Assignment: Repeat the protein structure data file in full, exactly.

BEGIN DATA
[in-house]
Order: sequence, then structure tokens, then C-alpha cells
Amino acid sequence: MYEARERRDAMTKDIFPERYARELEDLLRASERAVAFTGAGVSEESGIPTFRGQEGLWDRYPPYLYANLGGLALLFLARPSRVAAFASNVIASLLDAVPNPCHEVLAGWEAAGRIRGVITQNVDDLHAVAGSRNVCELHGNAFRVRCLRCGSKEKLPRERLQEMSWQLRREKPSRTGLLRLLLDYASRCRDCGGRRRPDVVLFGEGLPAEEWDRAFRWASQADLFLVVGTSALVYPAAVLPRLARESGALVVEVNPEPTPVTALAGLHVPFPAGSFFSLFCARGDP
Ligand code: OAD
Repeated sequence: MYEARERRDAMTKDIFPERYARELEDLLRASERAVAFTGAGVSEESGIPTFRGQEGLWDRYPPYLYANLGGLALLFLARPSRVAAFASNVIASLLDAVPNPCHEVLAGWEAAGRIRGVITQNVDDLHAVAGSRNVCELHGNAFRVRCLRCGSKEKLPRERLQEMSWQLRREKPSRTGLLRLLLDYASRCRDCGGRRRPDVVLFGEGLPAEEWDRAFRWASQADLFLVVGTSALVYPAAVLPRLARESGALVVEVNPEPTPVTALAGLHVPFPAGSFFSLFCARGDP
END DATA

[in-house]
Order: sequence, then structure tokens, then C-alpha cells
Amino acid sequence: MYEARERRDAMTKDIFPERYARELEDLLRASERAVAFTGAGVSEESGIPTFRGQEGLWDRYPPYLYANLGGLALLFLARPSRVAAFASNVIASLLDAVPNPCHEVLAGWEAAGRIRGVITQNVDDLHAVAGSRNVCELHGNAFRVRCLRCGSKEKLPRERLQEMSWQLRREKPSRTGLLRLLLDYASRCRDCGGRRRPDVVLFGEGLPAEEWDRAFRWASQADLFLVVGTSALVYPAAVLPRLARESGALVVEVNPEPTPVTALAGLHVPFPAGSFFSLFCARGDP
Ligand code: OAD
Repeated sequence: MYEARERRDAMTKDIFPERYARELEDLLRASERAVAFTGAGVSEESGIPTFRGQEGLWDRYPPYLYANLGGLALLFLARPSRVAAFASNVIASLLDAVPNPCHEVLAGWEAAGRIRGVITQNVDDLHAVAGSRNVCELHGNAFRVRCLRCGSKEKLPRERLQEMSWQLRREKPSRTGLLRLLLDYASRCRDCGGRRRPDVVLFGEGLPAEEWDRAFRWASQADLFLVVGTSALVYPAAVLPRLARESGALVVEVNPEPTPVTALAGLHVPFPAGSFFSLFCARGDP